Isaac, Iphigeneia, Ignatius
Martyrdom and Human Sacrifice
Monika Pesthy-Simon, Independent scholar
What is the meaning of the martyr’s sacrifice? Is it true that the martyr imitates Christ? After the “one and eternal” sacrifice of Jesus, why are the occasional new (and often quite numerous) sacrifices necessary? What is the underlying divinitical concept behind these acts? How do these ideas survive in present times?
The author considers martyrdom as a voluntary human sacrifice. The two emblematic figures of this transformation are Iphigeneia and Isaac. Pesthy argues that all the peoples in the environment in which Christianity came into being are characterized by an ambiguous and often hypocritical attitude toward human sacrifice: in theory they condemn it as barbarian and belonging to bygone times, in other cases they accept, admire and practice it. In modern Christianity, martyrs are real sacrifices, not symbolical ones.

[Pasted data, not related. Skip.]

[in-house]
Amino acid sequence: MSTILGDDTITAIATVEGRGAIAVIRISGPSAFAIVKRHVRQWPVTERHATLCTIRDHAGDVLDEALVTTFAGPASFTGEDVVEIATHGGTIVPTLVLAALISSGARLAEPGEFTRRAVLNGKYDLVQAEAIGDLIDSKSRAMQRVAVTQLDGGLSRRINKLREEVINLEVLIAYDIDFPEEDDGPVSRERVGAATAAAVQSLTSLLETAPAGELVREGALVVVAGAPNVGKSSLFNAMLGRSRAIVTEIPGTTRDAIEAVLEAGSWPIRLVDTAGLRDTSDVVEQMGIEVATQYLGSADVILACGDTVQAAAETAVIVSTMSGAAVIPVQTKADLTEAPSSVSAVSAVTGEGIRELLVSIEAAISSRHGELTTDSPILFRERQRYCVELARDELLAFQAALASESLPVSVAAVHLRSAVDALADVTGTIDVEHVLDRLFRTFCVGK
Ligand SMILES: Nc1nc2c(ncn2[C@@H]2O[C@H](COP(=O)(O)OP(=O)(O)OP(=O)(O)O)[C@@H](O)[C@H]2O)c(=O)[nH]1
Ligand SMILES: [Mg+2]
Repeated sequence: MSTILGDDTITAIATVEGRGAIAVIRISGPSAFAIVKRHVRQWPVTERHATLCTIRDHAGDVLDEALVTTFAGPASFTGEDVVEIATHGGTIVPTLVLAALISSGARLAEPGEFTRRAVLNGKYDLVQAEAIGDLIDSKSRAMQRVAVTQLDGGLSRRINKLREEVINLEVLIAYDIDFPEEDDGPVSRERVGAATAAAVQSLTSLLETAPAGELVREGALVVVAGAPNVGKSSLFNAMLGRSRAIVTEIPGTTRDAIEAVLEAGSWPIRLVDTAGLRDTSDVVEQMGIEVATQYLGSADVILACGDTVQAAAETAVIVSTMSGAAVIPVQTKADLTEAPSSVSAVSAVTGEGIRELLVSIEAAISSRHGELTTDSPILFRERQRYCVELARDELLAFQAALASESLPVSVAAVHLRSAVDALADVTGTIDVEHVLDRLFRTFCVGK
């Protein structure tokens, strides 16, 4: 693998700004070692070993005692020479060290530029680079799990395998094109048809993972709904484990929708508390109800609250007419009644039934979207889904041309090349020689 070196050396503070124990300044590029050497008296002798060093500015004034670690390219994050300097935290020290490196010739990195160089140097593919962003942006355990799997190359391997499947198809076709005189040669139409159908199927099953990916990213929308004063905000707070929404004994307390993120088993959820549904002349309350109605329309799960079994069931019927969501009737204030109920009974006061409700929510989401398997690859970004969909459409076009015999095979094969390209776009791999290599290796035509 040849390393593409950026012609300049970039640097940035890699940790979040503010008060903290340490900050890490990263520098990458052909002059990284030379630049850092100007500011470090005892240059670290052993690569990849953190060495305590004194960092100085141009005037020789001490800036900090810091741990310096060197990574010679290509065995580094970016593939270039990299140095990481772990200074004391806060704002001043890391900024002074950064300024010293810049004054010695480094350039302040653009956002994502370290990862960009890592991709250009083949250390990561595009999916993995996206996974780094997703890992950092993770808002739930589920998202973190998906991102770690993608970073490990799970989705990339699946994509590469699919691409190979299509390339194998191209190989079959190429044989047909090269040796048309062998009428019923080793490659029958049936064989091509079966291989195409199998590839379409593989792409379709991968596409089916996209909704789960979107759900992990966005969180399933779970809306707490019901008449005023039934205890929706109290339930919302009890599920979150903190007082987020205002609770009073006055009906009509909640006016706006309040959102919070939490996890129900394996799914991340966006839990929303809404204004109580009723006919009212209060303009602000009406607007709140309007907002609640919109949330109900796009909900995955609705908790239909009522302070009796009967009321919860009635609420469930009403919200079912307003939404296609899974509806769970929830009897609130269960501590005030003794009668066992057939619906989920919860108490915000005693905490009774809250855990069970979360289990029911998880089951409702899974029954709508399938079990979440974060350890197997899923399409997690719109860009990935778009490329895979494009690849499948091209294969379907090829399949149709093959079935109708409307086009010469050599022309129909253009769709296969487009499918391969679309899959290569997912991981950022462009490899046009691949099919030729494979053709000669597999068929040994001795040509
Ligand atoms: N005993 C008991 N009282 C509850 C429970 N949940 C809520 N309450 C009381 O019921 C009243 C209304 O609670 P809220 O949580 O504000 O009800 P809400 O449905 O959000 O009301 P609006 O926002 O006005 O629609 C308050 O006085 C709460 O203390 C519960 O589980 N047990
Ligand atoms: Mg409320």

Our feelings about martyrs vary: we may admire their unbending courage and heroism or be irritated by their stubbornness, or even feel disgusted at the fanaticism with which they strove for death. Whatever our feelings may be, we must acknowledge that a very strong motivation is necessary to accept voluntarily or even seek death.
260 pages, cloth, 2017
$60.00 / €57.00 / £48.00
Table of Contents
1. Human Sacrifice in the Old Testament
2. Greece, Rome and Carthage
3. Early Judaism
4. The Death of Jesus
5. The Martyr’s Sacrifice: Case Studies
6. The Models of the Martyr
7. The Meaning of the Martyr’s Sacrifice
Epilogue: The Developments of Martyrology after